The 23-percent, four-year increase in tuition and fees put in place 13 months ago for students at the University of Connecticut may not end there.
Faced with further cuts to their budget from state lawmakers, UConn officials last November were considering another mid-year increase. They have since decided against such a move, but have made no promises that students will be spared from further increases next school year.
When approving the 23-percent increase in December, 2011, trustees built in an asterisk to the tuition schedule — if state funding decreases further, tuition can increase another 2 percent overall without another vote by the college’s governing board.
It wouldn’t be the first time UConn officials would ask students to pay more after adopting a four-year tuition plan intended to give students and parents predictability on costs.
In an unusual midyear adjustment to tuition or fees last April, the Board of Trustees voted to increase charges by another 1.2 percent, or $120 for undergraduate students. Two weeks later, the General Assembly voted to cut state funding to UConn by $18.1 million, more than the system trustees had budgeted for when they adopted their tuition strategy the previous December. The funding reduction would have allowed the university to invoke the asterisk provision and raise tuition by $48, but it did not.
While employing another ituition hike remains an option, officials are currently looking for other ways to absorb the loss in revenue, a spokesperson said.
Spokeswoman Stephanie Reitz promised any further increases to the current tuition rates would be approved by the Board of Trustees.
When pitching the 23 percent increase 13 months ago, UConn president Susan Herbst sold it as the way to pay to hire 290 new tenure-track faculty. Six months later, that number had dropped to “approximately” 275 new hires.
At its meeting last month, board members were told that the college system has a net increase of 50 new faculty since last year, though the hiring plan that accompanied the tuition increase promised 70. Herbst said she would make up for the shortfall next school year.
In April, when pitching the additional 1.2 percent increase, UConn’s provost and budget chief wrote the board that the bump was necessary to pay for technology on campus. The new $120 fee charged to the system’s 23,000 undergraduate students and $80 for most of the school’s graduate students will bring in at least $3 million in new revenue a year.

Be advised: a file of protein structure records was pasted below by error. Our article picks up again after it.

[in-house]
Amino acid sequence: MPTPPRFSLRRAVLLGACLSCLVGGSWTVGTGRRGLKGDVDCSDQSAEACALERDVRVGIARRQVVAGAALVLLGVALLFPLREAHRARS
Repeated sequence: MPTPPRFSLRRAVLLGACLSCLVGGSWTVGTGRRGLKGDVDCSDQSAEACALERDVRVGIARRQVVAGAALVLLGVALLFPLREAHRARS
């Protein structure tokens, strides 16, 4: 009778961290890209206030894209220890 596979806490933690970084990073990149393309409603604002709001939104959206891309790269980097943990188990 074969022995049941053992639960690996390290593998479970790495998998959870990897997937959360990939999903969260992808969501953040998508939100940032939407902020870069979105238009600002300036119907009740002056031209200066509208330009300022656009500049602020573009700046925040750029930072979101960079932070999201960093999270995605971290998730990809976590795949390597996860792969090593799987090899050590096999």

In addition to the fee increase, the residential rental property rate for students living in university housing was also increased by 4 percent. It’s unclear how much additional funding this will generate for UConn.
Brien T. Buckman, the student trustee on UConn’s governing board, asked that the vote be delayed for further review, but his request was denied by fellow board members and the increase was approved. He and Richard T. Carbrary Jr. opposed the measure.
This brought the cost for an in-state student to attend UConn to $11,362, a 6.5 percent boost from the previous year.
More increases to come?
On November 8, 2012, the university’s budget chief floated the idea of yet another mid-year tuition and fee increase in a budget update posted on his webpage. This increase was for another half a percent. Two weeks later, the governor announced a $10.3 million midyear budget cut to UConn.
A spokeswoman for the system said officials have since decided against another mid-year increase.
“The reductions ended up being absorbed through efficiencies and other budget adjustments without the need for that last-ditch option,” UConn Spokeswoman Stephanie Reitz wrote in an email.
Reitz said while next year’s tuition review process is “still under way,” tuition will be “the last option considered.”
The asterisk safety valve — which would have allowed for tuition to be raised by another 2 percent over the course of the four-year phase-in, or $216 a year for undergraduate students — is also off the table without a vote of the board, she said. That increase alone would have provided at least an additional $5 million a year in revenue for the university.
The state faces a deficit of $1 billion for the upcoming fiscal year and state appropriations for UConn and the other public college system account for at least 5 percent of the state’s overall budget. Gov. Dannel P. Malloy has made no promises so far to shield higher education or any other agencies from cuts when he presents his budget to the legislature in early February.
Regardless, Reitz said, “The intention is to make whatever other budget decisions are possible to absorb any additional state cuts elsewhere while remaining on the tuition adjustment schedule adopted under the faculty hiring plan.”
State funding to UConn has decreased by $47.9 million since 2011, or 13.6 percent. Connecticut lawmakers are not unique in turning to cuts to higher education to help close state budget deficits. The State Higher Education Executive Officers Association reports that between the 2010-11 and 2011-12 school year, 41 states cut funding for higher education. Thirteen states during that time cut a higher percentage than Connecticut of their state appropriation.
Follow Jacqueline Rabe Thomas at @jacquelinerabe